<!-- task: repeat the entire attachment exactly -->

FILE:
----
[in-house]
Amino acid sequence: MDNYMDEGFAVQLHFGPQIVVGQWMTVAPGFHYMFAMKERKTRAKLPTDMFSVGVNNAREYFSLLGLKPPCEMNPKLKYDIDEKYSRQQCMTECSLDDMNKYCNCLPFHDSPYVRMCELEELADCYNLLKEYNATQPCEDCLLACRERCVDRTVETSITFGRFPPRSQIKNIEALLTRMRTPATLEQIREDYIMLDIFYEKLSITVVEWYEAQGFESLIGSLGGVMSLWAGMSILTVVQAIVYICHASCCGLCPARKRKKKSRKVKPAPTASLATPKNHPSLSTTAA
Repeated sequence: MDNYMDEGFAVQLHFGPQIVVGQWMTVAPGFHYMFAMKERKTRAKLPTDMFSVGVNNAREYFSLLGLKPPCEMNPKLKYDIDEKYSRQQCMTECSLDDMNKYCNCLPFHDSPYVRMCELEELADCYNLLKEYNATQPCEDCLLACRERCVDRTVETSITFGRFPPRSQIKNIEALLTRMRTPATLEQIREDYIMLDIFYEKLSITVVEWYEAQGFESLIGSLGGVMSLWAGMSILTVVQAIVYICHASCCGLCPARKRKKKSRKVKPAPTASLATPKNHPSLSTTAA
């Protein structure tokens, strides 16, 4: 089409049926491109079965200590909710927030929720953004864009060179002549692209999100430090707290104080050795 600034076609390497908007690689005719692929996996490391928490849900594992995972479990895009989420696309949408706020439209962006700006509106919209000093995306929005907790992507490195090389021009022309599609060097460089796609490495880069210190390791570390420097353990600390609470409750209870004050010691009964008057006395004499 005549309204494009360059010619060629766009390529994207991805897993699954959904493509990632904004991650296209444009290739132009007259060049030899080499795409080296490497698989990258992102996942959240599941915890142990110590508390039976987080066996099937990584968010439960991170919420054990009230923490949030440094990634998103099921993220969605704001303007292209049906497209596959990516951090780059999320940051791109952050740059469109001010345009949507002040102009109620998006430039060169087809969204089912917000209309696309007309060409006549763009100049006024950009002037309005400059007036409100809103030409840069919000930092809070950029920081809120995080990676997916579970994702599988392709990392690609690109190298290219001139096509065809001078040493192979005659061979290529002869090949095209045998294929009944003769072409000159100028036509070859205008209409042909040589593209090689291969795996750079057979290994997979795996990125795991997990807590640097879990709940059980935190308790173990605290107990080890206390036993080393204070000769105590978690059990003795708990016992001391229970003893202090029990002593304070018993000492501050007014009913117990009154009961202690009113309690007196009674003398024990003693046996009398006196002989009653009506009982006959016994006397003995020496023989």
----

[in-house]
Amino acid sequence: MDNYMDEGFAVQLHFGPQIVVGQWMTVAPGFHYMFAMKERKTRAKLPTDMFSVGVNNAREYFSLLGLKPPCEMNPKLKYDIDEKYSRQQCMTECSLDDMNKYCNCLPFHDSPYVRMCELEELADCYNLLKEYNATQPCEDCLLACRERCVDRTVETSITFGRFPPRSQIKNIEALLTRMRTPATLEQIREDYIMLDIFYEKLSITVVEWYEAQGFESLIGSLGGVMSLWAGMSILTVVQAIVYICHASCCGLCPARKRKKKSRKVKPAPTASLATPKNHPSLSTTAA
Repeated sequence: MDNYMDEGFAVQLHFGPQIVVGQWMTVAPGFHYMFAMKERKTRAKLPTDMFSVGVNNAREYFSLLGLKPPCEMNPKLKYDIDEKYSRQQCMTECSLDDMNKYCNCLPFHDSPYVRMCELEELADCYNLLKEYNATQPCEDCLLACRERCVDRTVETSITFGRFPPRSQIKNIEALLTRMRTPATLEQIREDYIMLDIFYEKLSITVVEWYEAQGFESLIGSLGGVMSLWAGMSILTVVQAIVYICHASCCGLCPARKRKKKSRKVKPAPTASLATPKNHPSLSTTAA
């Protein structure tokens, strides 16, 4: 089409049926491109079965200590909710927030929720953004864009060179002549692209999100430090707290104080050795 600034076609390497908007690689005719692929996996490391928490849900594992995972479990895009989420696309949408706020439209962006700006509106919209000093995306929005907790992507490195090389021009022309599609060097460089796609490495880069210190390791570390420097353990600390609470409750209870004050010691009964008057006395004499 005549309204494009360059010619060629766009390529994207991805897993699954959904493509990632904004991650296209444009290739132009007259060049030899080499795409080296490497698989990258992102996942959240599941915890142990110590508390039976987080066996099937990584968010439960991170919420054990009230923490949030440094990634998103099921993220969605704001303007292209049906497209596959990516951090780059999320940051791109952050740059469109001010345009949507002040102009109620998006430039060169087809969204089912917000209309696309007309060409006549763009100049006024950009002037309005400059007036409100809103030409840069919000930092809070950029920081809120995080990676997916579970994702599988392709990392690609690109190298290219001139096509065809001078040493192979005659061979290529002869090949095209045998294929009944003769072409000159100028036509070859205008209409042909040589593209090689291969795996750079057979290994997979795996990125795991997990807590640097879990709940059980935190308790173990605290107990080890206390036993080393204070000769105590978690059990003795708990016992001391229970003893202090029990002593304070018993000492501050007014009913117990009154009961202690009113309690007196009674003398024990003693046996009398006196002989009653009506009982006959016994006397003995020496023989």